Paper Chains

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Paper ChainsWhat the Book is About:

This is the story of Ana and Katie, best friends who are going through difficult transitions in their lives.  Ana’s hockey player father has abandoned his family, leaving her and her brother Mikey with a depressed mom. Meanwhile, Katie struggles with her desire to learn more about her birth history without hurting her loving adoptive parents’ feelings. She feels resentful of their protectiveness regarding her congenital heart condition and wishes she could skate like the other kids. When Babushka, Ana’s witchlike grandmother, comes all the way from Russia to take charge, both girls learn much about friendship, family, responsibility, and loyalty. Told in alternating chapters, this coming-of-age story will captivate readers with its sweet and insightful message.

Jewish Content and Values

  • Ana’s family is Jewish. They celebrate Hanukkah by eating latkes, lighting the menorah, and exchanging gifts.
  • Ana attends services at synagogue with her Babushka and enjoys the prayers and the attention of the nice old ladies.

Positive Role Models

  • Ana does her best to hold her family together after her father has left, looking out for her little brother and inspiring him to believe that good things will still happen. 
  • Katie matures over the course of the story as she learns to appreciate what she has and be honest about her heart condition and her past.
  • Babushka begins as a gruff and witchlike figure, but she defends her grandchildren fiercely and stands by her own strict code of honor.

Content Advisory

The idea of parent abandonment is referenced throughout the book, in connection to Ana and Mikey’s dad leaving and Katie’s birth parents putting her up for adoption. Some children may be upset at the idea of parents leaving their children. 

The children sneak out and go to a hockey game, and Mikey gets hit hard and knocked out by skaters. He is brought to the hospital in a somewhat scary and emotional ambulance ride and has surgery, but he recovers fully from the incident.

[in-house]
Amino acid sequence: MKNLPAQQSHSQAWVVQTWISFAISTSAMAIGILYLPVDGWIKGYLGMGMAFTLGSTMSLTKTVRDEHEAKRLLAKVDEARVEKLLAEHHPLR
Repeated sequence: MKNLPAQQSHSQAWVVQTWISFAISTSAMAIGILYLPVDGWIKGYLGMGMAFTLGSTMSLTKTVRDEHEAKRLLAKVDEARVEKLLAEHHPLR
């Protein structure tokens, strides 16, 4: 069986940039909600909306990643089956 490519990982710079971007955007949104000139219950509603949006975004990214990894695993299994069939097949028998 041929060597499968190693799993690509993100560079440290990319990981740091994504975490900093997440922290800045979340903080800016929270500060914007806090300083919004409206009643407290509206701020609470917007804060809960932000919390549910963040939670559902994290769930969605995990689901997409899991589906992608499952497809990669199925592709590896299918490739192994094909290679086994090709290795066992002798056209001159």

Katie goes skating against her mother’s wishes, and accidentally gets knocked down by her classmates, opening a bloody deep cut in her forehead that needs a butterfly bandage. Later, Jarek and his crew bully Mikey, calling him names and giving him a bloody nose. Ana fights back, pushing Jarek into a frozen pond. 

Talk it Over

Ana lies to her brother Mikey, telling him that the hockey puck is magic. Why do you think she does this?  Have you ever believed something to be true and found out later that it wasn’t? How did that make you feel?

More For You

One of the most famous Jewish adoptees was Moses, who led the Jewish slaves to freedom from Egyptian rule. Adopted by the daughter of Pharaoh after the decree against Jewish boys forced his birth mother, Yocheved, to hide him in a basket in the Nile, Moses grew up in the palace. Esther, the Jewish heroine who saved her people from certain death in Persia was adopted too, by her uncle Mordechai.  Adoption and caring for orphans is strongly encouraged in Jewish tradition, and the Talmud (Sanhedrin 19b) states: “Whoever brings up an orphan it is considered as if the child had been born to him.” 

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